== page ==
Kanban, Lean and Agile mysteries
Kanban, Lean and Agile mysteries
One of the key challenges for any organization moving to a Lean flow is learning to slice bigger things to small. If you practice this long enough this becomes second nature and you stop thinking about how you do it. The good news is this skill can be taught and to show the dimensions available for to consider I put together this small cheat sheet.
I use it as a reminder when training product managers, marketing people, architects and senior developers to slice product ideas, projects, market initiatives and architecture changes to smaller pieces. It builds on ideas from Ellen Gottesdiener, Henrik Kniberg and Bill Wake.
Download the slicing cheatsheet.
Had a great day at Stop Starting Start Finishing – Lean Kanban Nordic. It is cool to see how far companies have come in applying Lean in software, especially experimenting with how to tie together the full value chain. Saku Tuominen really challenged us to think make innovation actionable and not put it into a process, I couldn’t agree more, I hope the Lean Kanban community will keep challenging itself and our sourrounding. There are many great things presented this day, it deserves a summary post in the future.
Together with Susanne Karlsson from SMHI I presented an Enterprise Kanban case study. I hope it can inspire both companies and government departements to adopt end-to-end flow thinking.
Here are the slides (In Swedish)
Here are the slides (English version)
A fundamental component for fluid operations is an organization’s ability to solve problems and make decisions. Any change or transformation cannot move faster than it’s ability to make decisions and communicate these. This is key if we realize that living with changes is the future status quo of operations.
Many years ago when I was still at University I got to meat a leader at production facility at Volvo, he asked us,
“How long time does it take from when the management team has made a decision and a worker on the shop floor grasps what this means?”
Without a doubt, this is way to slow for product development and software. But it puts a finger on the starting point for a normal, traditional company, before any lean or agile transformation begins. So, in order to succeed with a transformation that will challenge existing (often plan based structures) we need a better decision & communication process.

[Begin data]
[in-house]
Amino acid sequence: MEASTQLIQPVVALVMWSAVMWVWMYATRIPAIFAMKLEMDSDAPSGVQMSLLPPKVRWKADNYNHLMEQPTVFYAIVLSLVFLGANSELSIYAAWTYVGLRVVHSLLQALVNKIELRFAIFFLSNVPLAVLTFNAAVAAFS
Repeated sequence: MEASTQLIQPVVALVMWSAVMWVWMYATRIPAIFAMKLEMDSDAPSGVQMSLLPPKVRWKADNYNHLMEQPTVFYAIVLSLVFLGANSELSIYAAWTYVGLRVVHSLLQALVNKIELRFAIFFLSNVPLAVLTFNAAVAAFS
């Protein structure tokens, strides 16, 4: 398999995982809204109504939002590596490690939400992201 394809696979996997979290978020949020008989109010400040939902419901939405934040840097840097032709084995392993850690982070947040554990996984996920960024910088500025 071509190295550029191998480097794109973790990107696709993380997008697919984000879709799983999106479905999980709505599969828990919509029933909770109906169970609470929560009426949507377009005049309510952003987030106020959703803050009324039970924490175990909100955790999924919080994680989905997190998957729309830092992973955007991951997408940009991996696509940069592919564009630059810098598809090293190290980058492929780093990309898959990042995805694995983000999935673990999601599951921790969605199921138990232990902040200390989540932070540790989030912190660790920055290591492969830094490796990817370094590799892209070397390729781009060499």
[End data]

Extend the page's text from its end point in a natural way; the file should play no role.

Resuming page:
Just back from Mix IT in Lyon. A bit rare to visit a French conference so was cool to meet people from the French community and see what they are up to.
I did my talk on Visualization. Next time will update with more examples. Slides are here.
This years Lean Kanban Nordic conference will be something extra. The focus in on improving the full value chain, from concept to cash. You will get an unique opportunities to listen and discuss with practitioners sharing their experience of how they have improved their companies using Lean thinking. For example, learn:
The use of traditional contracts when purchasing software carry a flawed assumption – thinking the contract is the right mean to regulate risk.
The insight is key risks are : skill of the provider, the maturity of the client (yes you!) and ability to communicate honestly during the project. Few of these are effectively regulated using traditional contracts focusing on features, time and money.
Which are the key risks when purchasing software?
Kanban is easy to set up, maintaining and improving is harder!
When I visit a kanban team, I use these questions to check they know what they are doing. They are helpful since they are not tool focused, rather verifies that there is a tactic being used. After each question I add “please show it to me” to check it’s a working practice not a paper practice.
To work on prioritized content is a human right.
This is what WIP limits in kanban are for. But you might have evolved to other techniques. This verified that you have a deliberate tactic how how to handle this. Maybe you simply par program every task!
Building skill quickly is the way we build capability. If there is no deliberate thought here we cannot scale.
How do we learn about our capability over time? How do you act when if it drops? Typically lead time measurements, queue size in front of team and quality metrics are helpful here. I look to see they are fact based. Simply doing team retrospectives is not enough, we need external and capability feedback too.
What and why? How do we track progress of improvement activities?